A decade ago, Wall Street’s leading bankers didn’t worry about the consequences of their actions for the integrity of the American financial system. They encouraged predatory mortgage lending by bundling risky mortgages with other securities and then selling them to unwary investors because it made them a boatload of money, and knew they were too big to fail.
Even when some of these trust-destroyers get nailed with fines or penalties, or public rebuke, they don’t bear the larger costs of undermining public trust. So they continue racing to the bottom.
Some bankers who presided over the Wall Street debacle, such as Jamie Dimon of JPMorgan Chase, remain at the helm – and are trying to water down regulations designed to stop them from putting the economy at risk again.
Meanwhile, according to the New York Times, Newt Gingrich is positioning himself to be the politician best able to mobilize Trump supporters going forward.
“I don’t defend him [Trump] when he wanders off,” Gingrich recently told ABC News. But “there’s a big Trump and there’s a little Trump,” he said, explaining that the “big Trump” is the one who has created issues that make “the establishment” very uncomfortable. “The big Trump,” he said, “is a historic figure.”
By stretching the boundaries of what’s acceptable, all the people I’ve mentioned – and too many others just like them – have undermined prevailing norms and weakened the tacit rules of the game.
The net result has been a vicious cycle of public distrust. Our economic and political systems appear to be rigged, because, to an increasing extent, they are. Which makes the public ever more cynical – and, ironically, more willing to believe half-baked conspiracy theories such as Trump’s bizarre claim that the upcoming election is rigged.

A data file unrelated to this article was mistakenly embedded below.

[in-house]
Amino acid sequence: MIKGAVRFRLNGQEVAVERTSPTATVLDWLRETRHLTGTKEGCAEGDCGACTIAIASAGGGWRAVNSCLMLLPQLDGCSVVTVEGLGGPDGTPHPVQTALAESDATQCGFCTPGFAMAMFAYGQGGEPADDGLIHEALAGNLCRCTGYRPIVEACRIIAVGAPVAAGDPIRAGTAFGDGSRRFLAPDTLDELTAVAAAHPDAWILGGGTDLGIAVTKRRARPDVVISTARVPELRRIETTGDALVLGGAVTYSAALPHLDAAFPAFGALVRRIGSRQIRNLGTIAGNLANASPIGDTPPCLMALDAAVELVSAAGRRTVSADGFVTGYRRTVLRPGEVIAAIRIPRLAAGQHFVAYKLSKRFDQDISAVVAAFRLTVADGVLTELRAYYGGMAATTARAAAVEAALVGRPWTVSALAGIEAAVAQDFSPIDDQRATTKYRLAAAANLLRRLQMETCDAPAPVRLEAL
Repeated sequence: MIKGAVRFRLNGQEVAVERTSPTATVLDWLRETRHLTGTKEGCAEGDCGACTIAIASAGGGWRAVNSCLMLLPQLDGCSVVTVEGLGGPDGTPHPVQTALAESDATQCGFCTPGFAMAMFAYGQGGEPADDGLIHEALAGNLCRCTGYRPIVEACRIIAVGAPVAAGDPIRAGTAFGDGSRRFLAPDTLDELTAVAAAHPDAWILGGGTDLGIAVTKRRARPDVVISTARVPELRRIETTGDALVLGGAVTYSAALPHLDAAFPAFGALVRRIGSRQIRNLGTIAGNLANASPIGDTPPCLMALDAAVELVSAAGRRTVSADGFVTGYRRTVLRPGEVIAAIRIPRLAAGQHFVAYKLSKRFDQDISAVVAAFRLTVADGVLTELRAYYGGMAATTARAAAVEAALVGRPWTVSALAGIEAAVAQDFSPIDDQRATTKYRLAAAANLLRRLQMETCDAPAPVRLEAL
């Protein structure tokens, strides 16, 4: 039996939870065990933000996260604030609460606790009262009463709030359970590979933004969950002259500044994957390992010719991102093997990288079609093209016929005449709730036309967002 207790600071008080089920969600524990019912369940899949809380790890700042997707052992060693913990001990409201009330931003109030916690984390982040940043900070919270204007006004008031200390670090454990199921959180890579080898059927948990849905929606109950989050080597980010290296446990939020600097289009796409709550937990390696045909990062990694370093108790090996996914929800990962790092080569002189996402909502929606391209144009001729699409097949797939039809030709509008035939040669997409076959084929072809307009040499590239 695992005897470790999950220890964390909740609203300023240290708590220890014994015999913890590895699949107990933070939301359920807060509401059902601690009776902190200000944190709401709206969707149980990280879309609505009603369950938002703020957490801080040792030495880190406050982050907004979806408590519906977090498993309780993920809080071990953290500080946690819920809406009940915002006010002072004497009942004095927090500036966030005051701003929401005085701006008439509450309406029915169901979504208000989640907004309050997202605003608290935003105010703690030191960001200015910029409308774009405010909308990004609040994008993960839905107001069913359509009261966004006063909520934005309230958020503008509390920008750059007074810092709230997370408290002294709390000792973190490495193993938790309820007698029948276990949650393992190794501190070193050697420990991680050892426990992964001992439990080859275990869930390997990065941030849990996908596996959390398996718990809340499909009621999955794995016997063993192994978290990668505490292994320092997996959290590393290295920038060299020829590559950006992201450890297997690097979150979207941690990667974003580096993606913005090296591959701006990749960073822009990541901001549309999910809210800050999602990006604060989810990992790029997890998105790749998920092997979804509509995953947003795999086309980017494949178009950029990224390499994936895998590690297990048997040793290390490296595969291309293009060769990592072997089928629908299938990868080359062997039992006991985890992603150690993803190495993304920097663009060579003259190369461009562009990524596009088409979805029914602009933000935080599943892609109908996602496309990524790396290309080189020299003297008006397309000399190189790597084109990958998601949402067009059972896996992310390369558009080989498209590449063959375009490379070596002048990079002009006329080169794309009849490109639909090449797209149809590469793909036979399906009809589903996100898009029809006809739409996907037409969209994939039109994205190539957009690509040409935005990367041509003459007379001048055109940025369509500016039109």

Leadership of our nation’s major institutions is not just about winning. It’s also about making these institutions stronger and more trustworthy.
In recent years we have witnessed a massive failure of such leadership. Donald Trump is only the latest and most extreme example.
The cumulative damage of today’s ethos of doing whatever it takes to win, even at the cost of undermining the integrity of our system, is incalculable.

Tuesday, October 18, 2016

Ahmad Jamal Trio. Poinciana


IKE QUEBEC, Acquitted (Quebec)



 Ike Quebec (tenor saxophone); Freddie Roach (organ); Milt Hinton (bass); Al Harewood (drums).

Sonny Rollins - Blues for Philly Joe - 1957


Monday, October 10, 2016

Predators in Arms


This from the Paul Krugman column in today's New York Times.  Please follow link to original.
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http://www.nytimes.com/2016/10/10/opinion/predators-in-arms.html?rref=collection%2Fcolumn%2Fpaul-krugman&action=click&contentCollection=opinion&region=stream&module=stream_unit&version=latest&contentPlacement=1&pgtype=collection&_r=0